This from A Diary of Injustice in Scotland
Scottish Parliament debate mentions of crooked lawyers & LPLA Bill to be restricted ?
The heat is certainly on for tomorrow's debate on future legislation at the Scottish Parliament, with allegations abouncing today that party whips & Parliamentary staff are attempting to restrict msp's mentions of constituents's problems with the Scottish legal profession.
Today, I have fielded all sorts of emails, phone calls, meetings & more on this very subject.
What on earth is going on, when some newspaper journalists have to run round to an internet cafe to email me, from pcs outside their own job network .. or email me from their mobile phones .. for fear that the newspaper lawyers will see the email correspondence and threaten their jobs ?
Is the legal profession in Scotland so powerful they are telling journalists - print anything from Peter Cherbi and you are sacked ? - and not just on my case - it seems to be ... print anything detrimental to the legal profession - and you are sacked.
I thought we were living in Scotland ? not the old Soviet Union ? Goodness .. it seems journalists might have more freedom in China than Scotland these days ... considering the comments & phone calls I have had today .. and it doesn't stop there either ... now, because of fears that emails between myself and some [unnamed] politicians .. the same is happening in such correspondence as with my press associates.
A little bit over the top ... but sadly it seems to be a reflection on what is going on with regard to the LPLA Bill .. with the legal profession pulling out all the stops to kill it.
I'm glad to see there has been support for my call for people to ask their msps to speak tomorrrow.
It is a duty - an obligation, for all politicians to speak out on the issue of problems with the legal profession - and with every single msp in the Scottish Parliament having had many letters from constituents who have encountered difficulties and scandals with the likes of the Law Society of Scotland, Faculty of Advocates, Crown Office, and the rest ... there should be no shortage of msps standing up to tell horror stories of constituents - THE ELECTORATE - who have had their lives ruined due to the actions of some crooked lawyer who enrolled the Law Society of Scotland to get them off the hook.
To keep up the pressure on the forthcoming debate, there was an interesting article in Tuesday's Scotsman, reporting on the 'fears' of the Scottish legal profession that they were going to lose their 'independence'.
The so-called 'fears' are being dressed up as lawyers concern of political interference in judicial independence and the interests of the public .. but such concerns are nothing other than the fact the legal profession will probably suffer under independent regulation - yes, they will suffer because they won't be ab le to rip their clients off and get away with it in the knowledge the Law Society of Scotland will be able to fiddle the thousands of client complaints which come in each year.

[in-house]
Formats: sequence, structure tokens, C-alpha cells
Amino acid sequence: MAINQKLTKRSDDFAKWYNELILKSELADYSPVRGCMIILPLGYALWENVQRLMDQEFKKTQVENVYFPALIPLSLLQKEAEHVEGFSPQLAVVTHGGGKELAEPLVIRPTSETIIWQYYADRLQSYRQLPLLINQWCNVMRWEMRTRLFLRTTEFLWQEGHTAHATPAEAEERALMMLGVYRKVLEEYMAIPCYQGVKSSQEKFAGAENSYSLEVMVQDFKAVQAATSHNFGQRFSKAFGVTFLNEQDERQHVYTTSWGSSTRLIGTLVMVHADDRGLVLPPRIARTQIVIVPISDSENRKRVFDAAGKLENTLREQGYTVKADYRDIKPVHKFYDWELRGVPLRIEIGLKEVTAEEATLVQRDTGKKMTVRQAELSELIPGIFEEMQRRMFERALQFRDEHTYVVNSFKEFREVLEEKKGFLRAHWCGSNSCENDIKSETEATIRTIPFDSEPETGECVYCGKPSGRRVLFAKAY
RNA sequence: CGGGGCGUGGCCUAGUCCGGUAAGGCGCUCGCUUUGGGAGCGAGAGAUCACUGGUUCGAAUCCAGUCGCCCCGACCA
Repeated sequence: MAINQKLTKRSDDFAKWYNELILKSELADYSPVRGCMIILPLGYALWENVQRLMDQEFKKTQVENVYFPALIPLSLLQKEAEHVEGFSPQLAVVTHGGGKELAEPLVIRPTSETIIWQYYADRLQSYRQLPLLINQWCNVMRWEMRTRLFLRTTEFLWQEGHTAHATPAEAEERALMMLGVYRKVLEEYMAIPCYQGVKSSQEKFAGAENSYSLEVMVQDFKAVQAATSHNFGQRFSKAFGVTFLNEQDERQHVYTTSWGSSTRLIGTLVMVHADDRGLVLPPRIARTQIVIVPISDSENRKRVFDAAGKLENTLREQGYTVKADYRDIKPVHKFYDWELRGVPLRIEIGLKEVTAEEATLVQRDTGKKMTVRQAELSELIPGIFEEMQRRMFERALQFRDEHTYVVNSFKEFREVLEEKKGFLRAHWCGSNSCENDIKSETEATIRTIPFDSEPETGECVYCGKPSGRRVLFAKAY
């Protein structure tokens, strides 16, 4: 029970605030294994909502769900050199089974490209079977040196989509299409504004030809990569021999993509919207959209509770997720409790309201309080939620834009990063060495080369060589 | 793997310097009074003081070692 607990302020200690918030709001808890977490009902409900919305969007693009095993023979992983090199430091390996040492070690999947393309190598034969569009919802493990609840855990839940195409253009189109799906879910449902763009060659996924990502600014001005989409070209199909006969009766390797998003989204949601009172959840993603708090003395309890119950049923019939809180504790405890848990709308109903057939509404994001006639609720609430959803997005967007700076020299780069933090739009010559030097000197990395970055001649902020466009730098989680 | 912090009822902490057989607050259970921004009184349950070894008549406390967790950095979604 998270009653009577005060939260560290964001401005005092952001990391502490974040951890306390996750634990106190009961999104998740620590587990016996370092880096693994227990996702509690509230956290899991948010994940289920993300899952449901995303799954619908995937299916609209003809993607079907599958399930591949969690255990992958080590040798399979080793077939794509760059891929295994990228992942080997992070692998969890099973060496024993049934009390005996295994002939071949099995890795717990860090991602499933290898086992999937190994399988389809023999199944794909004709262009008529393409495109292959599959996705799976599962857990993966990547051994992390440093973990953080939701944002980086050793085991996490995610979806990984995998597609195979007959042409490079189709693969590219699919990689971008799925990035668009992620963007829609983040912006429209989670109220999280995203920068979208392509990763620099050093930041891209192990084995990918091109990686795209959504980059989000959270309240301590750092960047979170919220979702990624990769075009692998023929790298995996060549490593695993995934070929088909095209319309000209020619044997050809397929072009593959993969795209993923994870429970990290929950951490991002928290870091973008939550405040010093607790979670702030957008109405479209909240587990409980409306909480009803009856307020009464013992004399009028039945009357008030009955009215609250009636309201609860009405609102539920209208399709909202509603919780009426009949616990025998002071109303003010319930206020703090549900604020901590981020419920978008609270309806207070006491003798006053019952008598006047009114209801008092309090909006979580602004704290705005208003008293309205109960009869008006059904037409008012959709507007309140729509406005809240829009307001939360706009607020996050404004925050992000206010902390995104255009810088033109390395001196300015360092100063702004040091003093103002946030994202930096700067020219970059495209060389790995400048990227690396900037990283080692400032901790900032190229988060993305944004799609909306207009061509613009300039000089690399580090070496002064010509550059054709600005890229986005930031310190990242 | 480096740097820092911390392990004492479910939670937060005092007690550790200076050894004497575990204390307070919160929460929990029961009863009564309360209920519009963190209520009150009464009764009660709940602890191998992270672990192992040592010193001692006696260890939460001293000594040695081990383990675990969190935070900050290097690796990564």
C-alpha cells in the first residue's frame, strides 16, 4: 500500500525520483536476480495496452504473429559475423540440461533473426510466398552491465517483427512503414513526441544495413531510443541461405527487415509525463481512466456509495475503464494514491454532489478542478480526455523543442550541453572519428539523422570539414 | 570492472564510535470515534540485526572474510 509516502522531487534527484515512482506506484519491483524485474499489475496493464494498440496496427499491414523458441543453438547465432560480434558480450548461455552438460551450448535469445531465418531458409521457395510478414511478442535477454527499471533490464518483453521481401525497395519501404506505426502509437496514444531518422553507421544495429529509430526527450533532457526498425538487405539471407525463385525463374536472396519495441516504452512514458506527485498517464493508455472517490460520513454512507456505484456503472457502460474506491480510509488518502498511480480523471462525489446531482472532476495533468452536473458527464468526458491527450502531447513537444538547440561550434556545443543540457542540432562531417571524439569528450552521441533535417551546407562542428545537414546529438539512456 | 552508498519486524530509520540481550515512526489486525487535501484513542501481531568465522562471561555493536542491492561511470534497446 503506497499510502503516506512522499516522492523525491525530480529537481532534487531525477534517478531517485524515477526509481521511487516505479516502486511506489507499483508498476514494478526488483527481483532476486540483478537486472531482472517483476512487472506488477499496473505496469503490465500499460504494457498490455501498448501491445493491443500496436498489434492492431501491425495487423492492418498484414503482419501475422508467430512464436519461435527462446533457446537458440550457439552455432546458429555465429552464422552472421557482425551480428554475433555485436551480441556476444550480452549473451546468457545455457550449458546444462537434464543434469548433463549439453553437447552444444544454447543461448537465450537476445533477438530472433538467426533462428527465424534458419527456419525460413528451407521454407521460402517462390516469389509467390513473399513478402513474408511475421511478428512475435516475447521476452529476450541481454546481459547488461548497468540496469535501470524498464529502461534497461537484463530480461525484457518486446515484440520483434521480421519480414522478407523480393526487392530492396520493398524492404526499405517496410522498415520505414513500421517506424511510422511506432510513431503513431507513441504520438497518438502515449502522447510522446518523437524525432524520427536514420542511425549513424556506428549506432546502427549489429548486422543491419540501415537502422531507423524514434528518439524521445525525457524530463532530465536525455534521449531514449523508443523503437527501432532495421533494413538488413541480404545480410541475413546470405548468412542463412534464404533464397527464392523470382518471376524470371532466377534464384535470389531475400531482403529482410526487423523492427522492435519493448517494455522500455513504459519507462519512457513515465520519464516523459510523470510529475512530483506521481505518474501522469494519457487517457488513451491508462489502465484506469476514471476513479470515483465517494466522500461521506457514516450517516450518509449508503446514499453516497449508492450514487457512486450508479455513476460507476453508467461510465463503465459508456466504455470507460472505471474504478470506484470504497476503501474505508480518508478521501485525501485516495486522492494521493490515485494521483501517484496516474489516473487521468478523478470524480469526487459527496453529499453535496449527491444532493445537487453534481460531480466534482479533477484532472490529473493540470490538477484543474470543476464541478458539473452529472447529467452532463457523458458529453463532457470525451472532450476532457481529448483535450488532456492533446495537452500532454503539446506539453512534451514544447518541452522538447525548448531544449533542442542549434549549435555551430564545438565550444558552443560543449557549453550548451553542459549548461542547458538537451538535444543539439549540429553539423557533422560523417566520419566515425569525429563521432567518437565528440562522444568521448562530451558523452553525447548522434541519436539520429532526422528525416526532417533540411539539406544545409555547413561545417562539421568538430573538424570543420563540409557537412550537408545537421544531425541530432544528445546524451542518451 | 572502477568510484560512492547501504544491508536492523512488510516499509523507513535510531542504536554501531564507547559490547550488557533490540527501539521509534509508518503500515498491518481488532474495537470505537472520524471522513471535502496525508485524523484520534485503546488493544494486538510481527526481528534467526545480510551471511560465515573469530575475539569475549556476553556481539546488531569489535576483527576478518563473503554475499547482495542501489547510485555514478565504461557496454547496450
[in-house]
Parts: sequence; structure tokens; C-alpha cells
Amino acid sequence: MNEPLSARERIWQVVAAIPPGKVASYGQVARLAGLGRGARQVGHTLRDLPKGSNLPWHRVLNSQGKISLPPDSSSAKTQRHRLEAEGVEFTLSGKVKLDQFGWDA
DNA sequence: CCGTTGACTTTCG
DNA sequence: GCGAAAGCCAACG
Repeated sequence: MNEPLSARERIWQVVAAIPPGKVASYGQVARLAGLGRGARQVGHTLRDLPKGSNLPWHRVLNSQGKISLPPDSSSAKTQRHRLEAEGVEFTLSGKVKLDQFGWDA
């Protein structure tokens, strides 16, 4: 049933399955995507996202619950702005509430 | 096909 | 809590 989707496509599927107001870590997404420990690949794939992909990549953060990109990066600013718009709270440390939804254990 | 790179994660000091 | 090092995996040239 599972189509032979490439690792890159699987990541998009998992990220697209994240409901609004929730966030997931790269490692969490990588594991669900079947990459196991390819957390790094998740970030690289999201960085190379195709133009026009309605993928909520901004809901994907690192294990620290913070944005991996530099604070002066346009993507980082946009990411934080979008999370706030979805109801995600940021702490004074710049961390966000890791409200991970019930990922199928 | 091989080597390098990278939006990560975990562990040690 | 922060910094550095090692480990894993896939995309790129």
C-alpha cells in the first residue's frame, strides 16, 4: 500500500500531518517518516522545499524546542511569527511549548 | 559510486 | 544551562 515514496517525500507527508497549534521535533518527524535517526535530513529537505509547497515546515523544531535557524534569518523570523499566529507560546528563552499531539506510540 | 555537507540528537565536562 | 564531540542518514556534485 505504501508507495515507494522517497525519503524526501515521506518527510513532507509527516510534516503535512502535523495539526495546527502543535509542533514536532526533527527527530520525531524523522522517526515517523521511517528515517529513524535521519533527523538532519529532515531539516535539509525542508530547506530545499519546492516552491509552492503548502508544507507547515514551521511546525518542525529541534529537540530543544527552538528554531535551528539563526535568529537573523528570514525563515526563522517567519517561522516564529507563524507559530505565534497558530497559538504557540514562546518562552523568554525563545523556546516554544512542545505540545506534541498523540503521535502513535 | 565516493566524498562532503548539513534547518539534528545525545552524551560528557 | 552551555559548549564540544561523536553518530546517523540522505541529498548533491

Most solicitors think of clients who complain as being vexatious complainers .. but there would be no vexatious complainers if the Law Society of Scotland had done it's job in the first place. Simple as that.
Peter Cherbi's message to lawyers :
Want to avoid client complaints running for years ?
Then settle the matter quickly (a month at most) and pay proper & deserving compensation for ALL the ruined lives of clients, ruined businesses, ruined livelihoods,looted possessions of deceased clients .. etc .. and don't fake up evidence and files to try and get yourself off the hook from complaints, don't enroll crooked Law Society officials, the likes of James Ness & his friends, to get you off the hook on false claims of stress or personal importance outweighing the client's right to exist - because that's what you've all been doing over the years.
How long has all this been going on ?
Long enough to the time when Jedburgh Solicitor David Sturrock's grandfather, who was also a solicitor, went off and killed himself because he was about to face charges for looting a deceased client's estate .. and he was also the then local Procurator Fiscal ! .. the evidence ... being discovered in the rubbish round the back of the offices of Turnbull Simpson & Sturrock in Jedburgh, in the mid 1930's.
So that's how long it has been going on for ... think about that ... lawyers have always been crooked - it's just that they have got a little more inventive over the years ... and when the Law Society of Scotland came along a few years later - they made sure complaints against lawyers was one of the most least talked about issues in Scottish political life .. and that continues to today .. where we now even have the spectacle of newspaper being used against newspaper by elements of the legal profession to debunk reports on the antics of senior Law Society officials.
Even the Dean of the Faculty of Advocates has been wheeled out to defend the legal profession's right to self-regulate it's members, since as many who have tried to make complaints against Advocates know - this is one of the most corrupt parts of the legal profession when it comes to fiddling complaints ...